Turing Machines Inc., which earlier this month announced a final 1K run of its Turing Pi cluster board, announced a second-gen Turing Pi 2. Due to ship in 2021, the board offers 4x nodes to cluster Raspberry Pi Compute Modules, compared to 7x for the original Turing Pi. The Gen2 design supports the new Raspberry Pi Compute Module 4 and is equipped with additional interfaces, including 2x mini-PCIe and 2x SATA 3.0.
Turing Pi 2 block diagram (left) and Turing Pi 2 in case
(click images to enlarge)
The Turing Pi 2 retains its 170 x 170mm Mini-ITX form factor and features a Layer-2 managed switch with VLAN support. Although there are fewer nodes, clusters will be easier to scale by connecting and forming larger cluster federations, says Turing. Applications include network attached storage, local or edge hosted cloud hosting, cloud-native and CI/CD development for Arm edge infrastructure, and cloud technology education.
Two of the four nodes link to the 2x mini-PCIe Gen 2 slots. The third node links to a dual-port, PCIe-driven SATA III controller. “This allows connecting external SSDs to the cluster and using the network file system within the cluster to access the drives from all nodes,” says Turing. By connecting a network card to the first node via mini-PCIe, you can have a 2.5GbE Ethernet port that can perform as a router for the other nodes, says the company. The mini-PCIe slots will also support 5G modules.
Turing Pi 1
The Turing Pi 2 moves from one GbE port to two, although there are now 4x USB coastline ports instead of eight. As before, there is an HDMI port and an audio jack, as well as a fan header and a 40-pin GPIO assigned to each node.
The preliminary block diagram above shows that the MIPI-DSI interface that was on the original board but removed from the last 1K run has returned, although the CSI camera interface is still missing. Other internal interfaces include I2C, USB, and control panel.
Turing notes that the new cluster management bus can now flash modules directly through all slots. As shown in the illustrations below, the Raspberry Pi CM4 is housed in a heatsink covered chamber. It connects via the CM4’s revised dual 100-pin Hirose low- and high-speed interfaces to an adapter module.
Turing Pi 2 CM4 interface (left) and exploded view with heatsink covered box, RPi CM4, and the Turing Pi CM4 interface module with dual 100-pin connectors
(click images to enlarge)
With the Raspberry Pi CM4, you can load up to 8GB LPDDR4-3200 RAM on each module with up to 32GB eMMC, thereby providing a cluster of up to 32GB RAM and 128GB storage.
The abundance of RAM enables some interesting configurations. For an Arm development workstation, for example, you could run a desktop distribution like Ubuntu Desktop 20.04 LTS while “the remaining 3 nodes can be used for compilation, testing, debugging tasks, and development of cloud-native solutions for ARM clusters,” says Turing.
Because the Turing Pi 2 is architecturally similar to Amazon’s AWS Graviton ArmV8 Neoverse clusters, “you can build images and applications for AWS instances of Graviton 1 and 2, which are known to be much cheaper than x86 instances,” says the company. Turing also notes that “Turing V2 can easily be included in the existing clusters (cloud or on-premises) and shared with other participants using Kubernetes RBAC.”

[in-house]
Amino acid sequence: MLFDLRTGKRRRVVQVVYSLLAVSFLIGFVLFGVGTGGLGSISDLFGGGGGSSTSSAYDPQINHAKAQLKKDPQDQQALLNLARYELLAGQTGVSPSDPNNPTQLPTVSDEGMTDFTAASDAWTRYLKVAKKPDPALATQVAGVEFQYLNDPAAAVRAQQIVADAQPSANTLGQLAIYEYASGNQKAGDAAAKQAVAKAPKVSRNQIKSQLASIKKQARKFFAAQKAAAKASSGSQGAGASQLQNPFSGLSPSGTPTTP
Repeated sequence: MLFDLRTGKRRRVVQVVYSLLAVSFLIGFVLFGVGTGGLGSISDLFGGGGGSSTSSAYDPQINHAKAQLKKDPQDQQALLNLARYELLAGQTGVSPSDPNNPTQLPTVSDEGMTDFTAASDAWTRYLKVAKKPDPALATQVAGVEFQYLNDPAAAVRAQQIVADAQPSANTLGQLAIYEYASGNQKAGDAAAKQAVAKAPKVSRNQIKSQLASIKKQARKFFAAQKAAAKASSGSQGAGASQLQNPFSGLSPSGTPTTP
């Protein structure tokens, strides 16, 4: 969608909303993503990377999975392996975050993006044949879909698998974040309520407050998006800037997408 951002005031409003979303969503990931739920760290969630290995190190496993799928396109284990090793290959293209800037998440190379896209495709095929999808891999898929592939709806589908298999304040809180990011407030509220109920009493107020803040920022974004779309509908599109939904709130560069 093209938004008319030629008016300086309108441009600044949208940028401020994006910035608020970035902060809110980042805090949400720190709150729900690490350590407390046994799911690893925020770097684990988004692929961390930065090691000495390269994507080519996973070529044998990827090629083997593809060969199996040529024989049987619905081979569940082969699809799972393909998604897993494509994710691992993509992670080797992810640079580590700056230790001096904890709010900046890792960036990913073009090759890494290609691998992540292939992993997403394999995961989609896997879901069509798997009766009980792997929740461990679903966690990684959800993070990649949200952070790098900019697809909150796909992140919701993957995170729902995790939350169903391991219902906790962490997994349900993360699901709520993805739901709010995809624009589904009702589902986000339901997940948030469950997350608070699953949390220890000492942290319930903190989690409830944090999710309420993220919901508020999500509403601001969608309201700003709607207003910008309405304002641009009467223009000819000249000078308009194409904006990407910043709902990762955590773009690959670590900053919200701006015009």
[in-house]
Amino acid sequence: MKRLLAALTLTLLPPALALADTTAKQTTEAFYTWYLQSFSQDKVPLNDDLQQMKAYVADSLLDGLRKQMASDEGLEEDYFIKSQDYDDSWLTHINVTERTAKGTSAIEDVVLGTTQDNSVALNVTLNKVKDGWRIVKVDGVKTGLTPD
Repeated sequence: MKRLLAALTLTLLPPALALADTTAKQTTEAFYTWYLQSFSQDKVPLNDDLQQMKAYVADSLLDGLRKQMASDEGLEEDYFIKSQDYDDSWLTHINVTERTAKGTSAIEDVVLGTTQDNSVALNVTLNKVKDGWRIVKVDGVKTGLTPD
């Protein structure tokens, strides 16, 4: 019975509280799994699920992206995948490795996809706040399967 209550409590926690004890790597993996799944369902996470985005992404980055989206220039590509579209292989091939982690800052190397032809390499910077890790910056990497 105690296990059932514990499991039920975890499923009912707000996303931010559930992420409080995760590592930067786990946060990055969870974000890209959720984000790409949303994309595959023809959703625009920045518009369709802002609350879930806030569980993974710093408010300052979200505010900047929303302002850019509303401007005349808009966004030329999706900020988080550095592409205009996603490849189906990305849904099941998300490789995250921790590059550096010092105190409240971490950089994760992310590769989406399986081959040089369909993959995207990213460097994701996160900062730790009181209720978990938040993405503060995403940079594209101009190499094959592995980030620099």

The Turing Pi 2 debuts a “unified compute module interface” that “will allow connecting compute modules from other manufacturers and also combine different purpose modules to solve specific tasks like machine learning at the edge.” No more details were supplied, but one could imagine interesting applications that mix Raspberry Pi, Nvidia Jetson, or Google Coral modules.
Raspberry Pi CM4 recap
The Linux-powered, $25 to $90 Raspberry Pi Compute Module 4 has the same Broadcom BCM2711 SoC with 4x 1.5GHz Cortex-A72 cores that is used on the Raspberry Pi 4. The module ships with 2GB to 8GB LPDDR4-3200 RAM and 0GB to 32GB eMMC. There is a GbE controller with PoE support, optional 802.11ac with BT 5.0, and new support for dual 4K HDMI ports and PCIe 2.0.
Raspberry Pi CM4
The CM4 switches from the SODIMM connector of the RPi CM3+ and CM3 to dual (low speed and high speed) 100-pin, perpendicular Hirose DF40 connectors. This enables a smaller 55 x 40 x 4.7mm footprint compared to the earlier 67.6 x 31mm but prohibits backward compatibility to earlier carriers. Gumstix, however, has already announced a $30 Uprev adapter board that lets the CM4 run on a CM3 carrier. Gumstix also announced several robotics, camera, and drone carriers for the CM4.
The Turing Pi 2 will go on sale in 2021 at an undisclosed price. Turing Machines speculates that due in part to the reduced number of nodes, the Turing Pi 2 will be more affordable than the $189 Turing Pi 1. In addition, customers of the first Turing Pi will receive a 25 percent discount. You can now sign up to be notified of availability. More information may be found in Turing Machines’ announcement and product page.
This article originally appeared on LinuxGizmos.com on October 22, 2020.
Turing Machines | www.turingpi.com